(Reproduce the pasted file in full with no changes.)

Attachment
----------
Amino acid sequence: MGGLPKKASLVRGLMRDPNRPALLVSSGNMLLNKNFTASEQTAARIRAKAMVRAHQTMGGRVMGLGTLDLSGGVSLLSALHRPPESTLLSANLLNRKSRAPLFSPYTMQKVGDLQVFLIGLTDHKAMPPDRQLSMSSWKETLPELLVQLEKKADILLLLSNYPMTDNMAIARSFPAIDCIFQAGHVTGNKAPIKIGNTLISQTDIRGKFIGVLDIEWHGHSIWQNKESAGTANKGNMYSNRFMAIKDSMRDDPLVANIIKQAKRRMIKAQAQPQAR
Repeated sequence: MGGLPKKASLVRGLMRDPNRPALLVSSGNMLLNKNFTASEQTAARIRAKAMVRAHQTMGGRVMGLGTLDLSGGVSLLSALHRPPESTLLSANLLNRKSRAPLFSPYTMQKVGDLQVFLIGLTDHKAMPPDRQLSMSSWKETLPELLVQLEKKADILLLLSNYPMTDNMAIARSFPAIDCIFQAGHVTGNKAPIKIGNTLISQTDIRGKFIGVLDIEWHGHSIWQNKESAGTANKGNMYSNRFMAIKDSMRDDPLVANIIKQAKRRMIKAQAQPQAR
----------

Amino acid sequence: MGGLPKKASLVRGLMRDPNRPALLVSSGNMLLNKNFTASEQTAARIRAKAMVRAHQTMGGRVMGLGTLDLSGGVSLLSALHRPPESTLLSANLLNRKSRAPLFSPYTMQKVGDLQVFLIGLTDHKAMPPDRQLSMSSWKETLPELLVQLEKKADILLLLSNYPMTDNMAIARSFPAIDCIFQAGHVTGNKAPIKIGNTLISQTDIRGKFIGVLDIEWHGHSIWQNKESAGTANKGNMYSNRFMAIKDSMRDDPLVANIIKQAKRRMIKAQAQPQAR
Repeated sequence: MGGLPKKASLVRGLMRDPNRPALLVSSGNMLLNKNFTASEQTAARIRAKAMVRAHQTMGGRVMGLGTLDLSGGVSLLSALHRPPESTLLSANLLNRKSRAPLFSPYTMQKVGDLQVFLIGLTDHKAMPPDRQLSMSSWKETLPELLVQLEKKADILLLLSNYPMTDNMAIARSFPAIDCIFQAGHVTGNKAPIKIGNTLISQTDIRGKFIGVLDIEWHGHSIWQNKESAGTANKGNMYSNRFMAIKDSMRDDPLVANIIKQAKRRMIKAQAQPQAR